Avon Takes a Local Viewpoint

Sheri McCoy aims to shift the company’s product and marketing efforts from one universal approach to more localized initiatives that share a common theme.

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After a year and a half of crisscrossing the globe, Sheri McCoy is thinking locally.

This story first appeared in the October 25, 2013 issue of WWD.  Subscribe Today.

McCoy, who took over the chief executive officer post at Avon Products Inc. in April 2012, aims to shift the company’s product and marketing efforts from one universal approach to more localized initiatives that share a common theme but vary in execution.

It’s a tactic that McCoy believes will keep a legion of more than six million representatives engaged and ensure that the direct seller’s products are just as relevant to consumers in Brazil as they are to consumers in Russia.

“At a micro level, market by market it’s making sure we have the right local insights,” McCoy told WWD. “A couple of years ago, we had a global celebrity who we would use for all our marketing. But today it is less expensive and it works much better to have local celebrities in the markets. We may have the same product and use the same advertising, but we position it differently.”

Avon is due to report earnings on Thursday and Wall Street analysts are waiting to see what impact McCoy’s changes may have on the top line. Nearly one year ago, McCoy set ambitious financial goals of achieving mid-single-digit revenue growth and low double-digit operating margin by 2016.

“The drivers of growth go back to making sure we have the right consumer proposition — that the products are great — to ensure we have the earnings opportunity for the representatives and that we make it easy for her to do business with us,” said McCoy. “It also means making decisions around how we prioritize our geographies, whether it’s where to invest more heavily or where do we exit. The combination of consumer focus, representative experience and geographic optimization are critical to drive our growth.”

Avon’s shift to looking at growth through a more local lens is already visible in the company’s You Make It Beautiful Campaign for the overhauled Avon Makeup Collection, which launched in Brazil in July featuring actress Camila Pitanga. It has since rolled out to 23 countries, including in the U.S., with several markets tapping local celebrities as spokespeople.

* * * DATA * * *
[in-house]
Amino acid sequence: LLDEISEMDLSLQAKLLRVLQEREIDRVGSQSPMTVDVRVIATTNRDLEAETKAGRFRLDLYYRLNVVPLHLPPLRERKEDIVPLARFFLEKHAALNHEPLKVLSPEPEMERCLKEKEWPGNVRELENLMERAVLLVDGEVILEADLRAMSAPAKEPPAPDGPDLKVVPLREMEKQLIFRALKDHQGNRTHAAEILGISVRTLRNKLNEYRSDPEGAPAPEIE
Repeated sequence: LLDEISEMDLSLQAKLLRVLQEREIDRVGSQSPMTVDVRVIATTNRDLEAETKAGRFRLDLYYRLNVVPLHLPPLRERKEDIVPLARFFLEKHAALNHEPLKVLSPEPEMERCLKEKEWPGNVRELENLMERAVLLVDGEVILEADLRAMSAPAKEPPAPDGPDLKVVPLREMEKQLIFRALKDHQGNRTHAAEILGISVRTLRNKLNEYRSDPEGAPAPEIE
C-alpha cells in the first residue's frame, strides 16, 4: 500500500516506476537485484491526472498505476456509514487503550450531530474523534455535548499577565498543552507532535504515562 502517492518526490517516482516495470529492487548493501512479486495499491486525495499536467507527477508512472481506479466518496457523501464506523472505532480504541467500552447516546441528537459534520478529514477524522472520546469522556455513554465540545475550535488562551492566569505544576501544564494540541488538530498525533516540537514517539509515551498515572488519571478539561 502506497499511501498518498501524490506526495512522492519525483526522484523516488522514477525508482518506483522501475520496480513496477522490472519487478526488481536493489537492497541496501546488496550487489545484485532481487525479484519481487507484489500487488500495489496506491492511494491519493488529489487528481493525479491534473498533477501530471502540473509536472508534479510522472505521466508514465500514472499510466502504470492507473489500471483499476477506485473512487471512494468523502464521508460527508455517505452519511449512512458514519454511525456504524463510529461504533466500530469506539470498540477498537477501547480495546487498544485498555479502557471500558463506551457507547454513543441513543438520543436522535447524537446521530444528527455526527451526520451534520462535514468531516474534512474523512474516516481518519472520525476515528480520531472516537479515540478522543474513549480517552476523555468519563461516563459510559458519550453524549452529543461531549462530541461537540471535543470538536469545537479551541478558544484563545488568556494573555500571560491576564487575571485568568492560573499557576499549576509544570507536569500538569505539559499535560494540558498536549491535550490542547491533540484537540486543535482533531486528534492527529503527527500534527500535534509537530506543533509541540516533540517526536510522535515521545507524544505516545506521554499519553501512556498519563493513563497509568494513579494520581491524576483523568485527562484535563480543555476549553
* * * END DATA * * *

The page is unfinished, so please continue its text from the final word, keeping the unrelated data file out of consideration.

“As we’ve rolled out You Make It Beautiful, we are using different faces and different tones,” said McCoy. “So what you see in Turkey is different than what you see in Russia. They have a different ambience that is relevant to the culture.” But the message, she emphasized, is the same: “We give you the products, you make it beautiful.”

Avon is taking the same approach to product development, working to put a local spin on its latest innovations.

“You can’t assume that there is just one customer worldwide,” said McCoy. “There’s no such thing as an average customer.

“We have great products and research and development capabilities and technology,” said McCoy, adding that opportunity lies in tailoring the nuances of the products — the smell, texture and feel — to suit local consumer preferences across Avon’s key markets, which include the U.S. and Brazil, among others. “That’s a change that we’ve made,” she said.

Change is exactly what Wall Street analysts want to see.

McCoy took the helm after a roller-coaster year for Avon marked by a string of poor earnings results; a chorus of bad press directed at her predecessor, Andrea Jung; an unwanted takeover bid from its much smaller rival Coty Inc., and ongoing investigations by the Securities and Exchange Commission.